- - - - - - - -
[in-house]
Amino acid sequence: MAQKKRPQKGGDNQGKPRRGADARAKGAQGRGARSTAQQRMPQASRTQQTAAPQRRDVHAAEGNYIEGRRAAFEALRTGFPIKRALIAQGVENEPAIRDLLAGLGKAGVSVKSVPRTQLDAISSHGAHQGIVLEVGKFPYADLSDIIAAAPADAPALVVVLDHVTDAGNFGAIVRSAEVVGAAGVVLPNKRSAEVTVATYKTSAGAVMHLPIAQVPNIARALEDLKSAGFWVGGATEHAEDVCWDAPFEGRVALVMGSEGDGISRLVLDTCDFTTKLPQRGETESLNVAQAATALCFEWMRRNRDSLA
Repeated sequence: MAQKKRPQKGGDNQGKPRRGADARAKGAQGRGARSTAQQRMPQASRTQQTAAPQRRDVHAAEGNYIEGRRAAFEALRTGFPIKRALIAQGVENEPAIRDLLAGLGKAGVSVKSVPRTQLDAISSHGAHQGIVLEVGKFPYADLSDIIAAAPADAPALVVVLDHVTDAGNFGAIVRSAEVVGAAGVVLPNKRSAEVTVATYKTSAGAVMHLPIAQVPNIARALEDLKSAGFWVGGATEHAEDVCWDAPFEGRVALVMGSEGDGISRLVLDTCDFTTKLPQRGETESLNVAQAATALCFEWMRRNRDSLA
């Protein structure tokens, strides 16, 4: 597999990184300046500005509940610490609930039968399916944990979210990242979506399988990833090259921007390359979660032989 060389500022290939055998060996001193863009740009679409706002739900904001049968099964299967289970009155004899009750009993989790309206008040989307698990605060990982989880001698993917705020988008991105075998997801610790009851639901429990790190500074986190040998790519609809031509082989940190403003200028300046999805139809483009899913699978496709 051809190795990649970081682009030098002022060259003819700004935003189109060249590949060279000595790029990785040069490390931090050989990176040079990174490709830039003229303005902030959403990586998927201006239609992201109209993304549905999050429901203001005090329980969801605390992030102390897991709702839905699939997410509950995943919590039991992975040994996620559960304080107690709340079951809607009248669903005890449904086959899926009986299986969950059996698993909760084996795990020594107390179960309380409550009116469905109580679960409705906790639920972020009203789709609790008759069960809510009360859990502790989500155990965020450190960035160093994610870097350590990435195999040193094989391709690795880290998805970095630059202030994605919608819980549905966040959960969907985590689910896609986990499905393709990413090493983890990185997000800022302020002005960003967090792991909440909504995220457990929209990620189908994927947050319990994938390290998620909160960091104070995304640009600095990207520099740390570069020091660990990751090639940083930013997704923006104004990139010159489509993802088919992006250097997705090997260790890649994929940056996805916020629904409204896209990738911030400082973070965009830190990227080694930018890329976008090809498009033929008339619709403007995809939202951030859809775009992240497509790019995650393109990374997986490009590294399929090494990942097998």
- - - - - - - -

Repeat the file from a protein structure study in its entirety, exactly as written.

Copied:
[in-house]
Amino acid sequence: MAQKKRPQKGGDNQGKPRRGADARAKGAQGRGARSTAQQRMPQASRTQQTAAPQRRDVHAAEGNYIEGRRAAFEALRTGFPIKRALIAQGVENEPAIRDLLAGLGKAGVSVKSVPRTQLDAISSHGAHQGIVLEVGKFPYADLSDIIAAAPADAPALVVVLDHVTDAGNFGAIVRSAEVVGAAGVVLPNKRSAEVTVATYKTSAGAVMHLPIAQVPNIARALEDLKSAGFWVGGATEHAEDVCWDAPFEGRVALVMGSEGDGISRLVLDTCDFTTKLPQRGETESLNVAQAATALCFEWMRRNRDSLA
Repeated sequence: MAQKKRPQKGGDNQGKPRRGADARAKGAQGRGARSTAQQRMPQASRTQQTAAPQRRDVHAAEGNYIEGRRAAFEALRTGFPIKRALIAQGVENEPAIRDLLAGLGKAGVSVKSVPRTQLDAISSHGAHQGIVLEVGKFPYADLSDIIAAAPADAPALVVVLDHVTDAGNFGAIVRSAEVVGAAGVVLPNKRSAEVTVATYKTSAGAVMHLPIAQVPNIARALEDLKSAGFWVGGATEHAEDVCWDAPFEGRVALVMGSEGDGISRLVLDTCDFTTKLPQRGETESLNVAQAATALCFEWMRRNRDSLA
């Protein structure tokens, strides 16, 4: 597999990184300046500005509940610490609930039968399916944990979210990242979506399988990833090259921007390359979660032989 060389500022290939055998060996001193863009740009679409706002739900904001049968099964299967289970009155004899009750009993989790309206008040989307698990605060990982989880001698993917705020988008991105075998997801610790009851639901429990790190500074986190040998790519609809031509082989940190403003200028300046999805139809483009899913699978496709 051809190795990649970081682009030098002022060259003819700004935003189109060249590949060279000595790029990785040069490390931090050989990176040079990174490709830039003229303005902030959403990586998927201006239609992201109209993304549905999050429901203001005090329980969801605390992030102390897991709702839905699939997410509950995943919590039991992975040994996620559960304080107690709340079951809607009248669903005890449904086959899926009986299986969950059996698993909760084996795990020594107390179960309380409550009116469905109580679960409705906790639920972020009203789709609790008759069960809510009360859990502790989500155990965020450190960035160093994610870097350590990435195999040193094989391709690795880290998805970095630059202030994605919608819980549905966040959960969907985590689910896609986990499905393709990413090493983890990185997000800022302020002005960003967090792991909440909504995220457990929209990620189908994927947050319990994938390290998620909160960091104070995304640009600095990207520099740390570069020091660990990751090639940083930013997704923006104004990139010159489509993802088919992006250097997705090997260790890649994929940056996805916020629904409204896209990738911030400082973070965009830190990227080694930018890329976008090809498009033929008339619709403007995809939202951030859809775009992240497509790019995650393109990374997986490009590294399929090494990942097998």